A BIBLICAL PERSPECTIVE OF THE PHENOMENON
“It’s kinda funny you know, we have this idea that women are lesser than us guys but the jokes really on us cause, [together] with all fellow women in Christ, we are His bride”
Feminism. It has resurfaced over these last two centuries and it’s still going strong. Not only is it a hotly debated topic but it’s discussion has raised questions regarding the roles of the genders in society. As difficult as it might be to tackle the issue as it has often left many torn apart as previously, culturally-influenced notions of the roles of men and women contribute towards having heated arguments. Often times, some believers in Christ use the Bible as their defence. With revolutions and the equality of the sexes being a pivotal claim that has led to egalitarianism and equal rights in both the Western World and the Developing Countries, let’s delve into this matter a little more…
Genesis, the very first book of the Bible is the primary guide to understanding any and all statements made about man and woman. Any texts read and interpreted without knowledge of-and understanding of-Genesis leads to conclusions born out of eisegesis (which is a theological term used to describe the act of reading one’s own ideas into the biblical text). This, of course is not what we are setting out to do here because we would like to see if the Bible’s world itself supports a feminist inclination.
We do see that God in Genesis ‘creates male and female; in the image of God he created he them’. Both, from the first chapter are established as having been created in God’s image. An interesting bit of information on this is that biblically, God is neither male nor female, and he is not both (ref. to previous post on ‘Transgendering God’). God is neither gender and neither is he all. God gave both masculinity and femininity to mankind to better have a grasp of what he is like [note keyword: like]. God is as much initiator (which in Hebrew is associated with the masculine world) as he is sustainer (which is associated with the feminine world). This phenomenon explains why in God’s new world, people neither ‘give in marriage nor are given in marriage but are like the angels’: There is no need for sex/procreation since we are, after ‘the Wedding Supper of the Lamb’ given in marriage to the Lord since we are dwelling in him. Instead, we spend time delighting in his presence and worshiping him for the primary indicators of the former order is gone; time, age, sin and death (just to name a few).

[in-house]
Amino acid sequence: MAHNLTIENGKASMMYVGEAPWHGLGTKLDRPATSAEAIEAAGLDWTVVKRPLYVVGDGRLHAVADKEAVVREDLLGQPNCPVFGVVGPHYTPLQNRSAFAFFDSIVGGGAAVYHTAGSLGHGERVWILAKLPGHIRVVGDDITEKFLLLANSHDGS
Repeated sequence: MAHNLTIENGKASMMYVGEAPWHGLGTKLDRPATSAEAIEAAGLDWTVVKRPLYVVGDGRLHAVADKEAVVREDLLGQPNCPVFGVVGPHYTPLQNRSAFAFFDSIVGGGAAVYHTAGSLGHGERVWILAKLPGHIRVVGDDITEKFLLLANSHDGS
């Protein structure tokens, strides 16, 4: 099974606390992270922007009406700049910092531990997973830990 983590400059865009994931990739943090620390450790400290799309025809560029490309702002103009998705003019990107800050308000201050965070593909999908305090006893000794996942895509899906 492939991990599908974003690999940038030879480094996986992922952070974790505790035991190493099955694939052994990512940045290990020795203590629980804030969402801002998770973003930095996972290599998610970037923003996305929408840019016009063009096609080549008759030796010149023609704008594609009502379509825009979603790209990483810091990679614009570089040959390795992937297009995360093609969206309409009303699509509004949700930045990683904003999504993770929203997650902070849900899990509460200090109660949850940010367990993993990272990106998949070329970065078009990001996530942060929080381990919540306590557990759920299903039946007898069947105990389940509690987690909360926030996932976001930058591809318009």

The process of God’s pulling out the woman from Adam is quite another tale. Contrary to common, popular belief, there was no rib. God pulled the woman from Adam’s side and ‘built’ her ‘corresponding/equal to him’. And it gets stranger still, Adam is said to have been ‘formed’ as one would with a mud figurine: A feature very reminiscent of the process of Israel’s creating brick and mortar for building the structures in Egypt for Rameses II. And if we take Moses to be the writer of Genesis, this makes much more sense.
What’s intriguing about the creation narratives in Genesis is how they allude to several things that Israel was familiar with at that time. For, on one hand, the creation days with the culmination of the creation of Man and Woman on the 6th is a temple narrative: in this story, God creates a special place on earth named Eden and places his image and likeness in it in a manner similar to what a temple builder in Egypt and the Ancient Near East would do. It was common, upon completion of the temple for the deity for the chief builder to place a ‘holy place’ inside the temple where the images and likeness of the gods were put. A matter that is in fact very reminiscent of God’s order to Israel never to make any graven image or likeness in the famous Commandments.